A recent statistic discloses that the average North Shore employee spends 8.7 hours working every day. Many of us spend more time working than doing any other activity. For a number of reasons, including the long work day, our coworkers often become friends, crossing over from our work life to our social life. We spend time together at work and then get together outside of work – holiday parties, after work get-togethers and celebrations. This mix of work and socializing sometimes leads to unwelcome amorous or physical advances by co-workers or superiors. It is important that you know your rights as an employee and recognize when an unwelcome advance turns into something more. Massachusetts has specific laws designed to protect employees from sexual harassment.
Let’s look at a hypothetical. Jane starts as an entry level employee with a company located on Route 1 in Saugus. From her abilities and hard work, she is promoted. Around the same time, her high school classmate (Fred) was also hired. Jane and Fred knew each other enough to say hi but never traveled in the same circles. Fred also works hard and becomes a VP and then Jane’s boss. Long work days resulted in their occasionally having drinks or dinner with co-workers after the work day ends.
Fred decides to escalate the relationship. He starts sending sketchy e-mails to Jane that she views as sexually inappropriate – some are distasteful and others have provocative content, such as “I dream of you.” Jane asks him to stop and that she wants to keep the relationship professional. But Fred continues the behavior. Then Fred and Jane have a client meeting in Lynnfield. After the meeting, in the parking lot, Fred pins Jane against his car and tries to kiss her. Jane extricates herself with a push on his shoulder and the next day files a formal complaint with the Company.
Fred begins questioning Jane’s competency in front of coworkers, denying expense reimbursements, and giving Jane bad job performance reviews (although her peers disagree). Jane is fired.
In Dahms v. Cognex Corporation, 455 Mass. 190 (2009), a company that allowed a VP to engage in similar conduct was potentially liable for: 1) engaging in quid pro quo sexual harassment and 2) creating a hostile work environment.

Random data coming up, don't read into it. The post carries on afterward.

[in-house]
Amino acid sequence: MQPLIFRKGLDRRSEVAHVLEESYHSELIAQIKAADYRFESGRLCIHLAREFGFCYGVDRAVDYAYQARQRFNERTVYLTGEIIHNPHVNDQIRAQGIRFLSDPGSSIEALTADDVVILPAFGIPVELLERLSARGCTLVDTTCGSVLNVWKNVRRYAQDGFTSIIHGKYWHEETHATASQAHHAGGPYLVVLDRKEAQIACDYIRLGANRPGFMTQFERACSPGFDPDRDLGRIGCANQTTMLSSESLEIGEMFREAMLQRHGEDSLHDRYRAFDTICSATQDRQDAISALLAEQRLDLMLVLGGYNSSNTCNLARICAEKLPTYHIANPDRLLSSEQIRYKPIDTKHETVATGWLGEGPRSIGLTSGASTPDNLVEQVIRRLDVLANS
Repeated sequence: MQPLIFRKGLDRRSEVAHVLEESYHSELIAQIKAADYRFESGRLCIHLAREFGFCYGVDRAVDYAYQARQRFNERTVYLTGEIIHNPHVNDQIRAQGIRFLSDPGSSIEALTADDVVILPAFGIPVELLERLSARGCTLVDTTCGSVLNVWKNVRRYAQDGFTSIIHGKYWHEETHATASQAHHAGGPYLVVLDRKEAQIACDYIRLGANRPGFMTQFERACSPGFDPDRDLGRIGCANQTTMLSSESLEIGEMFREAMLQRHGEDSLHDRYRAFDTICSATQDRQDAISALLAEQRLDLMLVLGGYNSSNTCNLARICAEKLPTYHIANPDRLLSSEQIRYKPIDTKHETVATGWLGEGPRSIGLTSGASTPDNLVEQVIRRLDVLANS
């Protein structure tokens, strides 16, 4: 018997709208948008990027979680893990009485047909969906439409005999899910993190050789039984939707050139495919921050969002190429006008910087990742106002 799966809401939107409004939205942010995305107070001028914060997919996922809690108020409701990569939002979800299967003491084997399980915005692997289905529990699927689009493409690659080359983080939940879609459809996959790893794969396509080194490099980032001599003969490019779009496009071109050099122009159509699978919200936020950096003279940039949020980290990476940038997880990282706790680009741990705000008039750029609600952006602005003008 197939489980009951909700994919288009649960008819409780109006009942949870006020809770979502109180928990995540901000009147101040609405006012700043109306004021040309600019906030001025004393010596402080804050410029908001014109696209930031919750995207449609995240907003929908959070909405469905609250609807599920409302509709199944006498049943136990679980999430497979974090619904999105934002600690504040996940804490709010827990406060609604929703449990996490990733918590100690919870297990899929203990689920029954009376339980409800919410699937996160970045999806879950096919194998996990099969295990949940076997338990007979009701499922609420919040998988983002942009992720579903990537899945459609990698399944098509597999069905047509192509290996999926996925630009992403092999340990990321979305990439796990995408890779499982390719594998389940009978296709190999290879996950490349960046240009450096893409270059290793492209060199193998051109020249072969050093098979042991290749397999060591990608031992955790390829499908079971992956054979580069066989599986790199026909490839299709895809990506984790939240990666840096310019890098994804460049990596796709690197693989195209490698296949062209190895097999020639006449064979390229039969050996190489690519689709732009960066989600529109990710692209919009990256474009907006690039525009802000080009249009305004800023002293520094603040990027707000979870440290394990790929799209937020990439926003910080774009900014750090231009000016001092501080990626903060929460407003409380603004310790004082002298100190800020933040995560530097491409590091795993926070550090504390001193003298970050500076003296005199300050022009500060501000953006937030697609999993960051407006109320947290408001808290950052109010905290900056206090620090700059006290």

Quid pro quo sexual harassment occurs when an employer bases employment decisions on either:
a) the acceptance or rejection of “sexual favors, and other verbal or physical conduct of a sexual nature” or
b) “the submission to or rejection of such advances, requests or conduct” is a condition of employment. M.G.L. ch. 151B § 1.
In the hypothetical above, the Company is guilty of quid pro quo sexual harassment because Jane’s continued employment was conditioned upon receiving Fred’s unwelcomed advances. She told Fred that she wanted to keep the relationship professional, she filed a formal complaint, the unwelcome advances continued, her expense reimbursements were denied, she was given bad performance reviews and then she was fired.
A hostile work environment is created when “sexual advances, requests for sexual favors, and other verbal or physical conduct of a sexual nature . . .” unreasonably interfere “with an individual’s work performance by creating an intimidating, hostile, humiliating or sexually offensive work environment.” M.G.L. ch. 151B § 1.
Massachusetts laws protect employees from these types of sexual harassment in the workplace. In order to bring a claim against your employer, employees must follow specific procedural steps – including a requirement that a complaint must be filed with the Massachusetts Committee Against Discrimination within ten months of the discriminatory act. M.G.L. Ch. 151B § 5.
If you have been the victim of workplace harassment, speak with an experienced personal injury lawyer who is familiar with the current labor and employment laws. Don’t delay and miss the ten month window.
Massachusetts Commission Against Discrimination